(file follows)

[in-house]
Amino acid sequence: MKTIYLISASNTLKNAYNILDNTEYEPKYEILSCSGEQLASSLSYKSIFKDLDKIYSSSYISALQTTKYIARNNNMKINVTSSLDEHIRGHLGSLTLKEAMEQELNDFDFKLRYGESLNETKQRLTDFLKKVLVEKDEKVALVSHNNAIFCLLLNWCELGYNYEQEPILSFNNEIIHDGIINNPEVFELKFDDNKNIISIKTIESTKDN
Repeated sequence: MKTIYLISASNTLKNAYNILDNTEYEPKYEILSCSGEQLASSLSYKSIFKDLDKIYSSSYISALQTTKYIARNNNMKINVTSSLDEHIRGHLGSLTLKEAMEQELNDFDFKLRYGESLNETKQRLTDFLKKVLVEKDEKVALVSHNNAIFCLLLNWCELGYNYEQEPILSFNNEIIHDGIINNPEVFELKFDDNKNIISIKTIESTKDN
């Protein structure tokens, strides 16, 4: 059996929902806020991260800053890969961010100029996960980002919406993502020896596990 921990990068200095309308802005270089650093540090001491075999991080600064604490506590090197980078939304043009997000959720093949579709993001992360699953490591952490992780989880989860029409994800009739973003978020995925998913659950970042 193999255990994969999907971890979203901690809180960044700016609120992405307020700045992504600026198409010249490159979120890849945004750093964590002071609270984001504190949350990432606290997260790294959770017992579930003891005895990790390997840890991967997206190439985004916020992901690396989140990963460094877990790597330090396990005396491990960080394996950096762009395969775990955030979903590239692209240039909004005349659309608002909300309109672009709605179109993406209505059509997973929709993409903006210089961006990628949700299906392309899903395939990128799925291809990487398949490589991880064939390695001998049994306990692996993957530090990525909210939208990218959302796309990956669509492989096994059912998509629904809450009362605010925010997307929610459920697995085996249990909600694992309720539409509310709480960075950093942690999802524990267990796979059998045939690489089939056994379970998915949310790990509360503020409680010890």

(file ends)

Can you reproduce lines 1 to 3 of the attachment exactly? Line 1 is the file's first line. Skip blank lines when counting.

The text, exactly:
[in-house]
Amino acid sequence: MKTIYLISASNTLKNAYNILDNTEYEPKYEILSCSGEQLASSLSYKSIFKDLDKIYSSSYISALQTTKYIARNNNMKINVTSSLDEHIRGHLGSLTLKEAMEQELNDFDFKLRYGESLNETKQRLTDFLKKVLVEKDEKVALVSHNNAIFCLLLNWCELGYNYEQEPILSFNNEIIHDGIINNPEVFELKFDDNKNIISIKTIESTKDN
Repeated sequence: MKTIYLISASNTLKNAYNILDNTEYEPKYEILSCSGEQLASSLSYKSIFKDLDKIYSSSYISALQTTKYIARNNNMKINVTSSLDEHIRGHLGSLTLKEAMEQELNDFDFKLRYGESLNETKQRLTDFLKKVLVEKDEKVALVSHNNAIFCLLLNWCELGYNYEQEPILSFNNEIIHDGIINNPEVFELKFDDNKNIISIKTIESTKDN